The FDIC issued a final rule (the “Final Rule”) that establishes the criteria for determining whether a company is “predominantly engaged in activities that are financial in nature or incidental thereto” for purposes of Title II (Orderly Liquidation) of the Dodd-Frank Act (“Title II”). Title II concerns the orderly liquidation of systemically important financial institutions. The Final Rule adds a new section 380.8 to Part 380 of the FDIC’s regulations.
For purposes of Title II, a company is a “financial company” if it is: (1) a bank holding company; (2) a nonbank financial company supervised by the FRB; (3) predominantly engaged in activities that the FRB has determined are financial in nature or incidental thereto; or (4) a subsidiary of a company described in (1), (2) or (3) that is predominantly engaged in activities that the FRB has determined are financial in nature or incidental thereto, unless it is a subsidiary that is an insured depository institution or an insurance company. A “financial company” that is close to failing and whose failure would have serious adverse effects on financial stability in the U.S. may be subject to Title II’s orderly liquidation provisions.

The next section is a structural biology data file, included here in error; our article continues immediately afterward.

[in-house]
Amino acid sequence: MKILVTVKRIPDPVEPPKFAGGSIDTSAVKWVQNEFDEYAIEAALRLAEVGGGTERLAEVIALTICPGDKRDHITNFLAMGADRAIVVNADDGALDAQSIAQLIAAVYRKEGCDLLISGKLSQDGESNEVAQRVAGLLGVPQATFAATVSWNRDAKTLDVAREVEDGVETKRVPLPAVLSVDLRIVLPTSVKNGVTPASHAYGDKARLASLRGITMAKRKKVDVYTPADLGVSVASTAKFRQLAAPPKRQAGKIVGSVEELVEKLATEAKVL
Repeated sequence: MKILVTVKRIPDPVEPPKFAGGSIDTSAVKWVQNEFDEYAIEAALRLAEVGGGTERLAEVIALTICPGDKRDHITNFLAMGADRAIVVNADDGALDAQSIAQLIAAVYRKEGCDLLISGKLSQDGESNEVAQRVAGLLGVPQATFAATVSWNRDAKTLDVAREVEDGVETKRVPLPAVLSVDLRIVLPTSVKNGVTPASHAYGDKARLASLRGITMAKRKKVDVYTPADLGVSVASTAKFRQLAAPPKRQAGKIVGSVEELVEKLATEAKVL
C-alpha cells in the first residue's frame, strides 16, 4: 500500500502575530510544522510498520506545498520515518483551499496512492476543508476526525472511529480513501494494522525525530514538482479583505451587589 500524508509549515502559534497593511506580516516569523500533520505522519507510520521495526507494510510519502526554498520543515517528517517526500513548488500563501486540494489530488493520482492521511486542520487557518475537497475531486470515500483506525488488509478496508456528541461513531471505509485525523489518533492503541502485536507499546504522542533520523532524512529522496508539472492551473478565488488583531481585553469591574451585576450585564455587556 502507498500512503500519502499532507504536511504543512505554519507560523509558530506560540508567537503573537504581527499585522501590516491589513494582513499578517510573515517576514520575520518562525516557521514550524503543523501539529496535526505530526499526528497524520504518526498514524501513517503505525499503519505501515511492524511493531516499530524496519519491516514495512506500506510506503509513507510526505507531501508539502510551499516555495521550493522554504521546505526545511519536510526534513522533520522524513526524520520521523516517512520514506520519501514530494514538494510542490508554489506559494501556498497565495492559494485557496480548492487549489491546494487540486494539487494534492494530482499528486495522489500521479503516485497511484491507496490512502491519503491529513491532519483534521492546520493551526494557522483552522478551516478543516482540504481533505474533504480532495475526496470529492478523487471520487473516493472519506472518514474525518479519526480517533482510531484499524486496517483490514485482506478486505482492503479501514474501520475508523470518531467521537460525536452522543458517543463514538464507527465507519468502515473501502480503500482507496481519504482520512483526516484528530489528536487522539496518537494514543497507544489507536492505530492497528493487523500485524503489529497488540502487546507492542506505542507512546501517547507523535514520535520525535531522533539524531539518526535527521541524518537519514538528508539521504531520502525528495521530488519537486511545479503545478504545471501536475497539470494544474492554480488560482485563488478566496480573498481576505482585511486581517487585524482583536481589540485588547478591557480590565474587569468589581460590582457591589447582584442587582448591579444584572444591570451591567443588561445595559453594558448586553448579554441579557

Under the Final Rule, a company is deemed to be predominantly engaged in financial activities if:
- at least 85% of the company’s total consolidated revenues from either of its two most recent fiscal years were derived directly or indirectly from financial activities; or
- based upon all relevant facts and circumstances, the consolidated revenues of the company from financial activities constitute 85% or more of the company’s total consolidated revenues.
The FRB has adopted a parallel final rule that established its requirements for determining when a company is predominantly engaged in financial activities. The FRB’s final rule became effective on May 6, 2013 and was discussed in the April 9, 2013 Financial Services Alert.
In a separate, but related, matter, on June 3, 2013 the Financial Stability Oversight Counsel (the “FSOC”) voted to designate certain large, nonbank financial companies as “systemically important.” While the FSOC did not disclose the names of companies that it had proposed for designation as “systemically important,” the financial press subsequently reported that Prudential Financial, Inc., American International Group, Inc. and the G.E. Capital Unit of General Electric Co. had confirmed that they would be part of the first group so designated by the FSOC.
The FDIC’s Final Rule will become effective on July 10, 2013.